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Harris v. Perl

Decided: February 3, 1964.

FLORENCE HARRIS, PLAINTIFF-APPELLANT AND CROSS-RESPONDENT,
v.
HERMAN PERL AND RUTH PERL, DEFENDANTS-RESPONDENTS AND CROSS-APPELLANTS, AND JOHN D. CRONIN AND UNION COUNTY TRUST COMPANY, ETC., DEFENDANTS-RESPONDENTS



For reversal in part and affirmance in part -- Chief Justice Weintraub, and Justices Jacobs, Francis, Proctor, Hall, Schettino and Haneman. Opposed -- None. The opinion of the court was delivered by Weintraub, C.J.

Weintraub

Plaintiff, Florence Harris, is a licensed real estate broker. Knowing that defendant Cronin wished to sell his home, plaintiff suggested the property to the defendants Perl. Plaintiff arranged with Cronin for inspection of the property by the Perls and they visited the premises on three occasions, June 5, July 2, and July 18, 1959. In negotiations through plaintiff, Cronin came down from a demand of $175,000 to $135,000, while the Perls moved from an offer of $100,000 to $125,000, at which point Perl told plaintiff that if she was "a smart girl," she would reduce her commission.

Meanwhile, on July 2, the defendant Union County Trust Company recorded a deed from Cronin to it, dated May 26. The deed probably was not delivered until on or after June 22. It appears that Cronin and his father were indebted to the bank for some $600,000, secured by a mortgage on a number of properties including the one in question and that the conveyance was made to satisfy that obligation in part. By an agreement dated June 22 the Cronins were permitted to remain in possession on a rental basis until December 31, with the express understanding that the bank could show the property to interested buyers at all times. Thus Cronin was the owner during only part of the period of the negotiations.

On September 3 Mrs. Cronin telephoned plaintiff. According to plaintiff, Mrs. Cronin said she felt her husband would accept $125,000 if the Perls were still willing to pay that sum. Mrs. Cronin says she called only to find out if the property was or would be sold because she had the problem of enrollment of her children for the ensuing school year. Whatever the conversation, plaintiff that day telephoned Perl, who abruptly said he was too busy to talk with her but would after the Labor Day weekend. In fact Perl did not intend any further discussion. The reason was that, having learned the day before through a Dr. Wallach that the bank had title, Perl had hurriedly submitted an offer directly to the bank for $125,000, free of brokerage to anyone. A contract on that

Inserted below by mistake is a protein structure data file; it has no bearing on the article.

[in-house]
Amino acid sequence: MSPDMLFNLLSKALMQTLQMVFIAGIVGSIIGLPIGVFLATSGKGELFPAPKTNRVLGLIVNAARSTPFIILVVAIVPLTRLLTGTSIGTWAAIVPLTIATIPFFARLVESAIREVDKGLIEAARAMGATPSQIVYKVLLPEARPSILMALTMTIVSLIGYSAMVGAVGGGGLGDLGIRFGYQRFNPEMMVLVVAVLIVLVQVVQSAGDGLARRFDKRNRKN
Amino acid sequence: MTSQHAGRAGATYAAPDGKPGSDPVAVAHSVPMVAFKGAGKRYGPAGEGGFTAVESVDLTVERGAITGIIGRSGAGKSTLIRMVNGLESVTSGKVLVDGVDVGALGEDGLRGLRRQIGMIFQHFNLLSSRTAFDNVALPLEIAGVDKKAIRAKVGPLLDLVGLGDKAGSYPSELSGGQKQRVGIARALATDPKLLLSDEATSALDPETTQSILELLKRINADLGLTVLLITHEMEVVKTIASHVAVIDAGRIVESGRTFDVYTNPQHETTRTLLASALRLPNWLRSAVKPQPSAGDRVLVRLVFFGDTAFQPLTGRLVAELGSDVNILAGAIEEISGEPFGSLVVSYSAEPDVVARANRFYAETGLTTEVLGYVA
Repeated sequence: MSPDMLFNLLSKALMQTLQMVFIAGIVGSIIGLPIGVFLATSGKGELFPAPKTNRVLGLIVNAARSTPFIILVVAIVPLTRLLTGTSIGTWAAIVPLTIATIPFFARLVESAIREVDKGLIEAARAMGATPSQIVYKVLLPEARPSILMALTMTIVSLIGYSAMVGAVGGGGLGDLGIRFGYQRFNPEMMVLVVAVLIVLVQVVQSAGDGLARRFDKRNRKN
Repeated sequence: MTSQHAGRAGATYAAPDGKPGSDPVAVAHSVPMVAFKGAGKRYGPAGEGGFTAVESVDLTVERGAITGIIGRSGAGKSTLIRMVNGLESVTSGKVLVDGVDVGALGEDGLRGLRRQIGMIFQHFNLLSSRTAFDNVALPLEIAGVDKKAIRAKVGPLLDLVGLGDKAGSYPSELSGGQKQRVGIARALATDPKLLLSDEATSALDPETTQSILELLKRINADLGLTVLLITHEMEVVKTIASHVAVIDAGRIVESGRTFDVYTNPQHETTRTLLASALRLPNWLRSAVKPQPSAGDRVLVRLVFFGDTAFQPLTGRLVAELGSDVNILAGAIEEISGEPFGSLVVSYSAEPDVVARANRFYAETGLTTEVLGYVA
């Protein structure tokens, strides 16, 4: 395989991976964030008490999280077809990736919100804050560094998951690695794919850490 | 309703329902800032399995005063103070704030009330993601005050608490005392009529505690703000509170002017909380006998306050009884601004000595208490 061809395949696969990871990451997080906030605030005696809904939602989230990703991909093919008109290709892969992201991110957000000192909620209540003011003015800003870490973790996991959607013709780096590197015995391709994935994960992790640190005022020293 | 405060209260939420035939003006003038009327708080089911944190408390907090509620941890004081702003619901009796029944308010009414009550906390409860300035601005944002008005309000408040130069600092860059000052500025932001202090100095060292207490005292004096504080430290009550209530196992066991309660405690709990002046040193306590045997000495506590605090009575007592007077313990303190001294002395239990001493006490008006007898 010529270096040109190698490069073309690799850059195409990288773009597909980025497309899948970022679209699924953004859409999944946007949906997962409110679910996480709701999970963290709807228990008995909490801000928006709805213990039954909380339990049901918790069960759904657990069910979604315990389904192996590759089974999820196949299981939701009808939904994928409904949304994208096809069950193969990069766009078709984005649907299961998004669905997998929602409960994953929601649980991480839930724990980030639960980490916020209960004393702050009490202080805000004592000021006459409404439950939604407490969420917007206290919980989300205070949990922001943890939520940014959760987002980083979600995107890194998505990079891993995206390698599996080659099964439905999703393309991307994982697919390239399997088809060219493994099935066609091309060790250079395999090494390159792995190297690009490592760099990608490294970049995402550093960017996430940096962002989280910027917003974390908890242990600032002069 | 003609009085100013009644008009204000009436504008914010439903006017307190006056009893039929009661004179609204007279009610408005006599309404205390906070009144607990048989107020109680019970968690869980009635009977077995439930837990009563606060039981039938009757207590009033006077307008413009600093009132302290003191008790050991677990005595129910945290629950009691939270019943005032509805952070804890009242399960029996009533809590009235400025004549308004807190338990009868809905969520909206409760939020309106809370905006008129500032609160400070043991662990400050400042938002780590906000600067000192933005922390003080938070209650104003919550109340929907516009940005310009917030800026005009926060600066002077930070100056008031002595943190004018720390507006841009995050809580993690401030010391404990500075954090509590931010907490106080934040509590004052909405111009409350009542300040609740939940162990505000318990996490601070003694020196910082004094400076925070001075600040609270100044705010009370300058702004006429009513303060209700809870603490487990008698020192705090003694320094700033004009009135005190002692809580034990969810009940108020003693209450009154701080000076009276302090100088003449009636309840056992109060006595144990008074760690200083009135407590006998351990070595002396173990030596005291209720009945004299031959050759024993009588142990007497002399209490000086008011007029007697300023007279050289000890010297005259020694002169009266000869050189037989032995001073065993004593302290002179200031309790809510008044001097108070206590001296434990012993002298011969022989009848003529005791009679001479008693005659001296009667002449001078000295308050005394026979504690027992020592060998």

basis was signed by the bank on September 4, the day after plaintiff's call.

Plaintiff learned of the contract when she telephoned Mrs. Perl on September 8, the day after Labor Day. It was then that plaintiff discovered that Cronin had conveyed to the bank. Prior thereto she knew only that the bank held the mortgage and that a lis pendens indicated foreclosure proceedings had been instituted in 1957, but there was no reason for plaintiff to suppose that Cronin could not complete a sale.

Plaintiff sued Cronin, the bank, and the Perls. There were numerous cross-claims among the defendants.

Plaintiff's claim against the bank was on the thesis that Cronin was its agent, and the Perls cross-claimed against the bank charging the bank had fraudulently represented to the Perls that Cronin was not its agent. On motion the bank obtained summary judgment with respect to plaintiff's claim and the Perls' cross-claim, the finding being that Cronin was not the agent of the bank. The Perls sought but were denied leave to cross-claim against the bank on the further basis that, if the Perls were liable, then the bank should contribute as a joint tortfeasor.

Upon trial without a jury the court found in favor of plaintiff against the Perls and in favor of Cronin both on plaintiff's complaint and the cross-claim of the Perls.

The Appellate Division (1) affirmed the judgments in favor of Cronin; (2) reversed plaintiff's judgment against the Perls; and (3) did not reach the appeal of the Perls from the denial of leave to cross-claim against the bank for contribution. We granted certification. 40 N.J. 499 (1963).

I.

The issues as between plaintiff and the Perls are (1) whether they breached a duty owing to plaintiff, and (2) whether the breach in fact deprived plaintiff of commissions on the sale. The Appellate Division did not decide the ...


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